Nadkarni, R., Ledesma, R., and Via, G., "Sulfated Ash Test Method: Limitations of Reliability and Reproducibility," SAE Technical Paper 952548, 1995, doi:10.4271/952548.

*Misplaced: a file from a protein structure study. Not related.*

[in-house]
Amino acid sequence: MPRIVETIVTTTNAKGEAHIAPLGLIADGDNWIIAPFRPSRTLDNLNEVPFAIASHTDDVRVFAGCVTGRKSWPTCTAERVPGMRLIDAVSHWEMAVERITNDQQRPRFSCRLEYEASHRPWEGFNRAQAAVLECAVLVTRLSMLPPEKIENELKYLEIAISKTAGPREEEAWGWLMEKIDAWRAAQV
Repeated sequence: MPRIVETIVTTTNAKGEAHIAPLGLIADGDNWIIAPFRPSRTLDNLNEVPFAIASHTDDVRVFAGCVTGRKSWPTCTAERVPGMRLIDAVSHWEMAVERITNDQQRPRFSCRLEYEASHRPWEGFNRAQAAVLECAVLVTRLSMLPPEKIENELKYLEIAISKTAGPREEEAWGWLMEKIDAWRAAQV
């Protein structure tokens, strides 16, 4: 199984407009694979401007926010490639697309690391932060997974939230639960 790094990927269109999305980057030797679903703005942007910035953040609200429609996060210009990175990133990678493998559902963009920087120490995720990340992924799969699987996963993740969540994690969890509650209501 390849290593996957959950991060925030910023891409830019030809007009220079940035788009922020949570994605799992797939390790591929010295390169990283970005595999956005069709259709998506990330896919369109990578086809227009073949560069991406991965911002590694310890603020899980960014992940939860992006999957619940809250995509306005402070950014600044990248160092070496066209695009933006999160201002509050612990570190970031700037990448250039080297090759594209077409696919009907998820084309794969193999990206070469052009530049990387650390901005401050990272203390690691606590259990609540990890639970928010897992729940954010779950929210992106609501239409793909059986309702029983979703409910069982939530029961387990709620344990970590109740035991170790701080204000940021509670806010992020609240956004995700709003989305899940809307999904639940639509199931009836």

Sulfated ash test method (ASTM D 874) has long been used as a quantitative measure of the ash forming metallic constituents in the lubricating oils and additives. This method provided predictable and chemically understood salts when additives which are based on the older additive technology (primarily Ba, Ca, Zn and P) are ashed. New additive technology has introduced other elements, such as Mg, B, etc., which resulted in the formation of non-stoichiometric oxides, phosphates, pyrophosphates, etc. in addition to the metal sulfates. X-ray diffraction analysis done on sulfated ash residues of these new additive packages clearly shows the presence of these non-stoichiometric mixed salts. This results in the experimentally obtained sulfated ash values being quite different (as much as 18% lower) than what would be predicted when the individual compounds are ashed separately. Because of the complexity of the salts that are formed, it is not possible to predict the sulfated ash values from the elemental compositions for the additive packages which are based on the newer technology. Thus, unless the product sulfated ash specifications are based on experimentally obtained values, there is a high probability that there will be continuous disagreements between the manufactures who make their product based on specific metal concentrations and the buyers who accept a product based on predicted sulfated ash content. Because of the high degree of accuracy and precision of the tests available for measuring metals and non-metals, it is recommended that the actual metal and non-metal concentrations be used in the specifications rather than the unpredictable and error-prone sulfates ash values.